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The bizarre storyline Neighbours producers used on the soap to hid veteran star Alan Fletcher’s alopecia diagnosis after he started to go bald

Alan Fletcher, a veteran Neighbours actor, has discussed how producers tried to conceal his baldness diagnosis when he was filming the Channel Ten programme.

The 65-year-old actor claimed he attempted to cover up his diagnosis of autoimmune illness, which results in hair loss, by claiming that his character Dr. Karl Kennedy had experienced a questionable hair product failure.

It was beginning to seem a little strange. I went to the producers and simply said, “I need to have a tiny scene, just something squeezed in that explains what’s going on,” Alan recalled. “Karl was wearing caps all the time.

As a result, “we dropped in a tiny scene where Karl comes out, with almost no hair, and says he’s simply used some terrible hair product and he hasn’t followed the instructions, and that is how we sort of explained it,” the author says.

The Neighbours actor responded to fans’ worries about his health earlier this year after he debuted a bald head.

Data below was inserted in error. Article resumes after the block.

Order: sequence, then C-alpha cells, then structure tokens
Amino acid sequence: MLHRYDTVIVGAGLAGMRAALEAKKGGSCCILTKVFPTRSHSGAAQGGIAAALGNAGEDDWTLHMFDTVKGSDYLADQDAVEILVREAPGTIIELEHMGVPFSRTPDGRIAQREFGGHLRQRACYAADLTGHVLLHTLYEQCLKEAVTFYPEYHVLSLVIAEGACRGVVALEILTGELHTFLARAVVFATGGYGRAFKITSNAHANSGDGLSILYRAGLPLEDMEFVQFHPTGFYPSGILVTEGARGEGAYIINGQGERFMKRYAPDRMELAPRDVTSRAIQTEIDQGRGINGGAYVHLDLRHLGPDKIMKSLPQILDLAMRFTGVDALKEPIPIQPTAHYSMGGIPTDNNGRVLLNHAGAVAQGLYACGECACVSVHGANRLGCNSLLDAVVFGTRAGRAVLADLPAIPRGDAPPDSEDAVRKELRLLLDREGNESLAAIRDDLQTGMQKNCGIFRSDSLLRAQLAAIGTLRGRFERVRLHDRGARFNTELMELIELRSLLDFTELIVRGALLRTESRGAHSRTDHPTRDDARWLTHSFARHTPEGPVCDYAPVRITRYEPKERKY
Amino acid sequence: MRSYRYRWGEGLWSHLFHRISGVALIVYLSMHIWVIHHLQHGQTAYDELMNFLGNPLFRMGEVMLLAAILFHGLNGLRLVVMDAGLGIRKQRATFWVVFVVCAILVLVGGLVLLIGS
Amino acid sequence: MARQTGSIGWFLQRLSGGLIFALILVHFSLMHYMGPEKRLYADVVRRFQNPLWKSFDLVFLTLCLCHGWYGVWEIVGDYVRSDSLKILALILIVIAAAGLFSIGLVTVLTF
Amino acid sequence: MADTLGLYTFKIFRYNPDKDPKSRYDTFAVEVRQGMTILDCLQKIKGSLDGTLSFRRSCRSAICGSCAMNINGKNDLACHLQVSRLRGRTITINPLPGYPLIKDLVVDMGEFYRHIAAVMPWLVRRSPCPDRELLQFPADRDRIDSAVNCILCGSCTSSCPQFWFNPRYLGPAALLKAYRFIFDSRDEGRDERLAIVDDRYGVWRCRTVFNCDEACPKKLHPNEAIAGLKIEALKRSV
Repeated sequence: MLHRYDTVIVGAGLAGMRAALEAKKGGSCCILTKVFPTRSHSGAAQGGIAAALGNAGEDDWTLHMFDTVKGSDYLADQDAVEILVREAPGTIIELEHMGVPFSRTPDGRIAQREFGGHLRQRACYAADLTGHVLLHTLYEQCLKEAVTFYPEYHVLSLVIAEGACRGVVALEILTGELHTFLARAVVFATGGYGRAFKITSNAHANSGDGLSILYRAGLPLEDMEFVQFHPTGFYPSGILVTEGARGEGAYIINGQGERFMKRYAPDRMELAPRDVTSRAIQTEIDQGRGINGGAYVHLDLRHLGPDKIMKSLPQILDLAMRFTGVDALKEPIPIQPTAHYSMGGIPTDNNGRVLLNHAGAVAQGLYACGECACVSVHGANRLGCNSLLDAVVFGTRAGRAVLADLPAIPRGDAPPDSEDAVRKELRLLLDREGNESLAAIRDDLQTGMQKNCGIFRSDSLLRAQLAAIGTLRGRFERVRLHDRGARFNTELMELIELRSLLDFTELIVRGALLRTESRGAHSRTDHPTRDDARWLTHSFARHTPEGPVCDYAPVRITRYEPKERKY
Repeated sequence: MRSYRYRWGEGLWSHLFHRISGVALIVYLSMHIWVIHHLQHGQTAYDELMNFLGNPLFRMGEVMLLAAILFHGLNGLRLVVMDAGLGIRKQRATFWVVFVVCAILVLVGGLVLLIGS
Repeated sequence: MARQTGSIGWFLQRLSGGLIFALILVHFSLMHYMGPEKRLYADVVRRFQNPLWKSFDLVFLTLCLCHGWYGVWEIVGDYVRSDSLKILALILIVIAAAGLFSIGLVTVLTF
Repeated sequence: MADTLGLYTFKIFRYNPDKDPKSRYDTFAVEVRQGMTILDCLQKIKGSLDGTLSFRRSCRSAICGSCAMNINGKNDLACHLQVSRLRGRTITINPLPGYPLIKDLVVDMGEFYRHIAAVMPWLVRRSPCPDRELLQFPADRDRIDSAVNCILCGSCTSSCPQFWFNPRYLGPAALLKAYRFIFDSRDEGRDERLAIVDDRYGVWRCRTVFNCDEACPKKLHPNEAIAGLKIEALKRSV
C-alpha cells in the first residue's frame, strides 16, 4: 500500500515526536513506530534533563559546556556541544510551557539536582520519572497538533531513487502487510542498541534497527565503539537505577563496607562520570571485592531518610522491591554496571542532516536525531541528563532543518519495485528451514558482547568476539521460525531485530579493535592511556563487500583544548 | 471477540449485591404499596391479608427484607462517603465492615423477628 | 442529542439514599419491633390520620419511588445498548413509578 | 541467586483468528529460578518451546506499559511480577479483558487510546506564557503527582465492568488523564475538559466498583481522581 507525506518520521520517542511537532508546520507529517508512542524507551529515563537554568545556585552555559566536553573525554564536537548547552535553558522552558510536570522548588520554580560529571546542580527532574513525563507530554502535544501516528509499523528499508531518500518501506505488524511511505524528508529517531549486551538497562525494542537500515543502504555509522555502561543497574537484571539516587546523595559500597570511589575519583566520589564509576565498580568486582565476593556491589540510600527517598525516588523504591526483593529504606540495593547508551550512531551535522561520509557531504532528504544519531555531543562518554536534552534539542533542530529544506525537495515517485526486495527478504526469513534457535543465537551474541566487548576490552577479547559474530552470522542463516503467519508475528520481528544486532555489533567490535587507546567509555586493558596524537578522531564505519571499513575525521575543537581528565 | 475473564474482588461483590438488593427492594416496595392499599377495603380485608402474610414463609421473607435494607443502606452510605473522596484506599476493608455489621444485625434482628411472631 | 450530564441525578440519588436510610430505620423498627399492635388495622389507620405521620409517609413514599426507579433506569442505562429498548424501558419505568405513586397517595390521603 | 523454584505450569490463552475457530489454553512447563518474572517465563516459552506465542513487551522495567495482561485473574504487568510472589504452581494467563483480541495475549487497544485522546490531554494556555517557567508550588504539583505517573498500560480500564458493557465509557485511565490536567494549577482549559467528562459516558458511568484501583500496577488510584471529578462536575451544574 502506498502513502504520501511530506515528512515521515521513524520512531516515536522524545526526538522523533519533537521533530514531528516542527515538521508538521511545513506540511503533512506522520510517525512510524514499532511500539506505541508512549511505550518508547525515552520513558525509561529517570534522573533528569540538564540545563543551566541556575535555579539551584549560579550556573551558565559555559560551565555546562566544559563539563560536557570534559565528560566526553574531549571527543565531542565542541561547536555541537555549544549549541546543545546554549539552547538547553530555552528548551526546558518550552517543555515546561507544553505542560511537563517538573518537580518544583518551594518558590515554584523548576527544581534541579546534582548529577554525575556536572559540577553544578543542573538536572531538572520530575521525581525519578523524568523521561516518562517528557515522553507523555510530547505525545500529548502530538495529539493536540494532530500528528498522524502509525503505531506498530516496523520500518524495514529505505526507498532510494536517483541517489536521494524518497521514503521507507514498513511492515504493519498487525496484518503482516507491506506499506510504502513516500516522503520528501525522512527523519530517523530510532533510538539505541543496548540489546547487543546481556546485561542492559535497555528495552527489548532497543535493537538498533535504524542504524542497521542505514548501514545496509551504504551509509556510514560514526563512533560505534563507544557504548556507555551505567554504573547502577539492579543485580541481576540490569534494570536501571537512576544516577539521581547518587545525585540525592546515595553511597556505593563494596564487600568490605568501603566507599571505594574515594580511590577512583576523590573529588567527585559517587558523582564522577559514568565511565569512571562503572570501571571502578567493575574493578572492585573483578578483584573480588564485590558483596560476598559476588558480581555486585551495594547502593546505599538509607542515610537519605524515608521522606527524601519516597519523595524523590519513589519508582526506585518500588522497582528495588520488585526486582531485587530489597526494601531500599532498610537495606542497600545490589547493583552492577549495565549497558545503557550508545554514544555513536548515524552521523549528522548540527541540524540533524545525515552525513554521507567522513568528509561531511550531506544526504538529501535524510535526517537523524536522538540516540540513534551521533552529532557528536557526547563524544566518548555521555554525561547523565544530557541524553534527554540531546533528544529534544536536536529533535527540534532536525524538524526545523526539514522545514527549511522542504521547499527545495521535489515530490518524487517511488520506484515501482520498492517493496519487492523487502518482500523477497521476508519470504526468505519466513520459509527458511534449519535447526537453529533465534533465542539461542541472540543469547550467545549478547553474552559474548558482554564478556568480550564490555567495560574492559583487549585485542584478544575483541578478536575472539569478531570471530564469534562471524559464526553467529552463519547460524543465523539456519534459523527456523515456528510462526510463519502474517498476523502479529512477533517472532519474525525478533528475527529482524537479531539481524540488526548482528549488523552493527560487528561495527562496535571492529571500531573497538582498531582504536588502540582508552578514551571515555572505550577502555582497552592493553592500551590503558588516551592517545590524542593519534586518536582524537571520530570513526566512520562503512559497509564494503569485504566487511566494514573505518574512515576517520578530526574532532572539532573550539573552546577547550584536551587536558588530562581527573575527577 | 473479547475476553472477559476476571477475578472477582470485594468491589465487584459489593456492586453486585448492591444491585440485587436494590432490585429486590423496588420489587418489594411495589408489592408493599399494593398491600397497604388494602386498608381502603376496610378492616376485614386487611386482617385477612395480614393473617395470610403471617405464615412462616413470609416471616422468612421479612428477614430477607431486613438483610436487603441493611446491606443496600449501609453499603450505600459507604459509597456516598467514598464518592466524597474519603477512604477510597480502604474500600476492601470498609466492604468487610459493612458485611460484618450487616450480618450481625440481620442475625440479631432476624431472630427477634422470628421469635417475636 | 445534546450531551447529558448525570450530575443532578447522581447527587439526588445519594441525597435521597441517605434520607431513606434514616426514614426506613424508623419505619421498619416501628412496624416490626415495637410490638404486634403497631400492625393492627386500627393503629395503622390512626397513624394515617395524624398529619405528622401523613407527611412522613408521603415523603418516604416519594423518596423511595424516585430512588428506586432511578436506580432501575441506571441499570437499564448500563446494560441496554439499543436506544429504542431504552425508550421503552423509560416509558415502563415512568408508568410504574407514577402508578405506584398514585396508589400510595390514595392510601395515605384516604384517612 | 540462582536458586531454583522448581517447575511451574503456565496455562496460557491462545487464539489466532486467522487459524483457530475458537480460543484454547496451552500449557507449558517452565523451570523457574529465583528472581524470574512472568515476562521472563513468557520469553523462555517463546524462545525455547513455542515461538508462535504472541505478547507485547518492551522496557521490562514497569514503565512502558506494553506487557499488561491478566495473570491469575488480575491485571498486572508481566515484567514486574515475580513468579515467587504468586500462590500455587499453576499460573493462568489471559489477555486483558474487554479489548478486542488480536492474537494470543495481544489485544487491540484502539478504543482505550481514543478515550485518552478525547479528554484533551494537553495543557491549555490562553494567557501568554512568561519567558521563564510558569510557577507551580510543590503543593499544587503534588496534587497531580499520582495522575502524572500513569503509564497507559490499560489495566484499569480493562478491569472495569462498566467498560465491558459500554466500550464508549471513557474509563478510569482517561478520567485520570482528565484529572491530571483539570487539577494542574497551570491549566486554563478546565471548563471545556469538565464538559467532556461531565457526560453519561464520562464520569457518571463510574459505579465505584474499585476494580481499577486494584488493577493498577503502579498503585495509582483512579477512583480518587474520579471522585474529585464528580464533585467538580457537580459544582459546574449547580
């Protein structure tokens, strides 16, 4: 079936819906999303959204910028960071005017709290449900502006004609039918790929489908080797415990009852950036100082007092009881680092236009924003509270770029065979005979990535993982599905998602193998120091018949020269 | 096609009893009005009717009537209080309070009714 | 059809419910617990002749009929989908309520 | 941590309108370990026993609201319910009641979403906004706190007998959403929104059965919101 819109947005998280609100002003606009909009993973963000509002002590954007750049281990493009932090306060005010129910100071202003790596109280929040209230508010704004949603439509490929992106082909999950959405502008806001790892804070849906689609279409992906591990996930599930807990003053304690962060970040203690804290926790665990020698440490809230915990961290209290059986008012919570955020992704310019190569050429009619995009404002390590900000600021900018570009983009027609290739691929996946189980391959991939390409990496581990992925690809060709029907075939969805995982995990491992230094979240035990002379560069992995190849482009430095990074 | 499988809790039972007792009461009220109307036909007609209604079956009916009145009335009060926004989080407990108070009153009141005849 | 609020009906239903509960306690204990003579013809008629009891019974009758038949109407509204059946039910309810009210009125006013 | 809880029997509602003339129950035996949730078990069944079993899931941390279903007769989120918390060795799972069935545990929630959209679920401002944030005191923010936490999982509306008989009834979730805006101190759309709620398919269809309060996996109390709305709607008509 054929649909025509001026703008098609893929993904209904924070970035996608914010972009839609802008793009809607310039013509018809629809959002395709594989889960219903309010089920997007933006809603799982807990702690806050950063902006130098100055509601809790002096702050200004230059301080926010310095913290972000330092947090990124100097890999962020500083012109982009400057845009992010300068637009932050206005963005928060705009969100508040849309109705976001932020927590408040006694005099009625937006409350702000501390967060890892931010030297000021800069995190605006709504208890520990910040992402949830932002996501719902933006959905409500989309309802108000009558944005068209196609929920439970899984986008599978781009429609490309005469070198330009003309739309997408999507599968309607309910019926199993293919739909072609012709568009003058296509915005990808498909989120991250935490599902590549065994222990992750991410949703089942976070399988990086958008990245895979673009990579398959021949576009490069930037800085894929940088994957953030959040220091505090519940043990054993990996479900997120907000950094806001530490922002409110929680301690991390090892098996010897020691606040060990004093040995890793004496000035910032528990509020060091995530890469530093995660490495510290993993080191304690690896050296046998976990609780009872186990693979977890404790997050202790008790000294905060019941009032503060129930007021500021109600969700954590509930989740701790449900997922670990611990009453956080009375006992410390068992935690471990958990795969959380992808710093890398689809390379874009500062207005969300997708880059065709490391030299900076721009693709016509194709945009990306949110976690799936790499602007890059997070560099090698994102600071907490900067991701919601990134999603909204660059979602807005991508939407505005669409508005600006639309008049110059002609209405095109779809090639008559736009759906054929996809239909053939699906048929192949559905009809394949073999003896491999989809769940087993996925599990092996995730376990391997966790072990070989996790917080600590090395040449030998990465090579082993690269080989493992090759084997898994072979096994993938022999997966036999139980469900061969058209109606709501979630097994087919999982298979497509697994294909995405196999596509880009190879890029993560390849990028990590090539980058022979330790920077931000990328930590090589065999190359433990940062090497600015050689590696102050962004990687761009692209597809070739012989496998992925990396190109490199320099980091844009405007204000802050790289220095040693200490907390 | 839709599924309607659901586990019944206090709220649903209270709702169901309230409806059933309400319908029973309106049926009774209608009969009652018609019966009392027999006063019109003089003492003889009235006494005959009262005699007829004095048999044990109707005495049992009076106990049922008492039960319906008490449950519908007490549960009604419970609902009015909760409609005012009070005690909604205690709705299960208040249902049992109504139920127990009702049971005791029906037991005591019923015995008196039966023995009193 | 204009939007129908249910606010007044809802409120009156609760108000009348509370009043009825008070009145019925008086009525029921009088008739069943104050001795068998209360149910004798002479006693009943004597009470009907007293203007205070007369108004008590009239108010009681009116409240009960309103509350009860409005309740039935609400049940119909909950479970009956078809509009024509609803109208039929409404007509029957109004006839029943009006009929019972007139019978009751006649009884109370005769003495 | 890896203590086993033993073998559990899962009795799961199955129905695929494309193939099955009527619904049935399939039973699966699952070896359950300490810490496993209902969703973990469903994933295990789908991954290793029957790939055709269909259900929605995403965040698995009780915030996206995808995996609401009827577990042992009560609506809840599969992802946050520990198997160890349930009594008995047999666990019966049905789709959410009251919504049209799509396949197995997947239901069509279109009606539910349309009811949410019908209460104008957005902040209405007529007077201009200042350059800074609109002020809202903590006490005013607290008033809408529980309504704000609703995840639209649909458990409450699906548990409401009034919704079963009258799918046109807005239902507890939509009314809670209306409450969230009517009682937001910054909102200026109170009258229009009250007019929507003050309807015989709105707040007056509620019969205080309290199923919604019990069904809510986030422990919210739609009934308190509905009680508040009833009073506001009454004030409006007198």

In a video that was shared to the show’s Twitter account in May, Alan assured viewers that he is well. He also revealed his diagnosis.

In recent Neighbours episodes, the actor debuted his newfound bald appearance, raising fan concerns.

In the video, he added, “I just want to lay something to rest. A lot of people have voiced a little concern about my health on the internet, and there have also been some media enquiries.”

“I am doing just well.” I’m working on Neighbours and loving it. I’m in good health. However, I can confirm that I do suffer from a condition known as alopecia areata.

Since the condition “causes uneven hair loss,” according to Alan, he ultimately chose to shave it all off.

I noticed that I was losing hair in areas on my head and in my beard. As a result, I eventually shaved my beard, and because my head’s hair was so uneven, I also had to cut most of it off, he revealed.

Although alopecia areata cannot be healed, there is a 60 to 80% probability that the hair may regrow within a year if only patches of hair are gone.

Doctors cannot foretell whether or how much hair will grow back, thus there is no assurance that it will.

If hair does regrow, it may take months or years and typically begins as thin, white hairs in the bald patches. Over time, these hairs may thicken and take on their original colour.

If someone’s hair completely falls out, regrowth is less likely.

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